Mirror 130 is positioned to direct emitted or scattered photon beams 118 to tunable filter 140. It should be noted that placement of mirror 130 is optional and may be unnecessary in configurations where tunable filter is positioned above sample 100.
Laser rejection filter 135 may be positioned prior to tunable filter 140 to filter out scattered illumination light represented by beam 116 and to optimize the performance of the system. The laser rejection filter 135 can be a notch filter. In other words, rejection filter 135 enables spectral filtering of light at the illuminating wavelength. For optimal performance, a computer may be used to control any of the optical devices shown in
A conventional tunable filter (including electro-optical tunable filters) including liquid crystal tunable filter (“LCTF”) or acousto-optical tunable filter (“AOTF”) can be used to further the principles of the disclosure. The electro-optical filters (interchangeably, tunable filters) allow specific wavelengths or ranges of wavelengths of light to pass through as an image, depending on the control signals placed on the device by a controller (not shown). The wavelengths that can be passed through tunable filter 140 may range from 200 nm (ultraviolet) to 2000 nm (i.e., the far infrared). The choice of wavelength depends on the desired optical region and/or the nature of the sample being analyzed.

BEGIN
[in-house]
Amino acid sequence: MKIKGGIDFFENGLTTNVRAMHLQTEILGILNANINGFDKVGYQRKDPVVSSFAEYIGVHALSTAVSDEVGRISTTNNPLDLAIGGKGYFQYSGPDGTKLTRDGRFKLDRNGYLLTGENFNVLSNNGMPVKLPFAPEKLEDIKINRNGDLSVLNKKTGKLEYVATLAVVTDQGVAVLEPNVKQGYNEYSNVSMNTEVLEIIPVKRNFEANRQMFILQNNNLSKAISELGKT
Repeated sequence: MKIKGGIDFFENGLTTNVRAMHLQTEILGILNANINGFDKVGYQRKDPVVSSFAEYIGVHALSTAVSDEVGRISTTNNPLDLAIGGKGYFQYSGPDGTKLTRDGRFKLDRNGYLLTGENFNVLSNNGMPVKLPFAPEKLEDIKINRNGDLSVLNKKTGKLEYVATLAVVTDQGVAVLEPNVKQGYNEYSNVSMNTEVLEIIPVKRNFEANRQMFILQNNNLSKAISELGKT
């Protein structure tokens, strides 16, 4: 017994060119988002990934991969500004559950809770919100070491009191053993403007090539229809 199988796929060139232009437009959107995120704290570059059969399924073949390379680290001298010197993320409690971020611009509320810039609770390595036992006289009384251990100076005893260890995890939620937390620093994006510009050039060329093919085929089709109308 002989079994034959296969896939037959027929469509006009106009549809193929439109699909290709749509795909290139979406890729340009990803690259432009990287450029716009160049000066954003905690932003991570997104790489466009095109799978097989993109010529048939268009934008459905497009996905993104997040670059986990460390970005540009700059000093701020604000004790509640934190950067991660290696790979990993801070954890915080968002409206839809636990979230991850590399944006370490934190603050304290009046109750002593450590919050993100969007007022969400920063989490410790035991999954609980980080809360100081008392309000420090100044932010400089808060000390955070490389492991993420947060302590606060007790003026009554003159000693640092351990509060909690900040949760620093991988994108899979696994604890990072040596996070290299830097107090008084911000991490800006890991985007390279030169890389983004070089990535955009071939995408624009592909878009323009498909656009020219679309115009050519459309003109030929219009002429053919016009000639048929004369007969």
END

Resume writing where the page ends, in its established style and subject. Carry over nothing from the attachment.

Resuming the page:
Image sensor 145 may be a digital device such as a two-dimensional, image focal plane array (“FPA”). The optical region employed to characterize the sample of interest governs the choice of FPA detector. For example, silicon charge-coupled device (“CCD”) detectors, can be employed with visible wavelength fluorescence and Raman spectroscopic imaging, while gallium arsenide (GaAs) and gallium indium arsenide (GaInAs) FPA detectors can be employed for image analyses at near infrared wavelengths. The choice of such devices depends on the type of sample being analyzed. Image sensor 145 produces digital images of the entire view of the sample as processed by tunable filter 140.
It is noted that in both
The configuration disclosed herein is particularly suitable for Raman imaging of micro fluid circuits or biological samples undergoing change. These changes may include displacement, chemical interaction, a change in chemical state, phase change, growth, shrinkage, chemical decomposition, chemical metabolization and physical strain.
Although the principles disclosed herein have been described in relation with the non-exclusive exemplary embodiments provided herein, it should be noted that the principles of the disclosure are not limited thereto and include permutations and variations not specifically described.
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|Citing Patent||Filing date||Publication date||Applicant||Title|
|US20060124443 *||Oct 18, 2005||Jun 15, 2006||David Tuschel||Control and monitoring of non-resonant radiation-induced nucleation, crystallization, and polymorph formation|
|U.S. Classification||356/301, 356/417|
|Cooperative Classification||G01J3/0227, G01N21/65|
|European Classification||G01J3/02B7, G01N21/65|
|Oct 14, 2004||AS||Assignment|
Owner name: CHEMIMAGE CORP., PENNSYLVANIA
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Owner name: CHEMIMAGE TECHNOLOGIES LLC, PENNSYLVANIA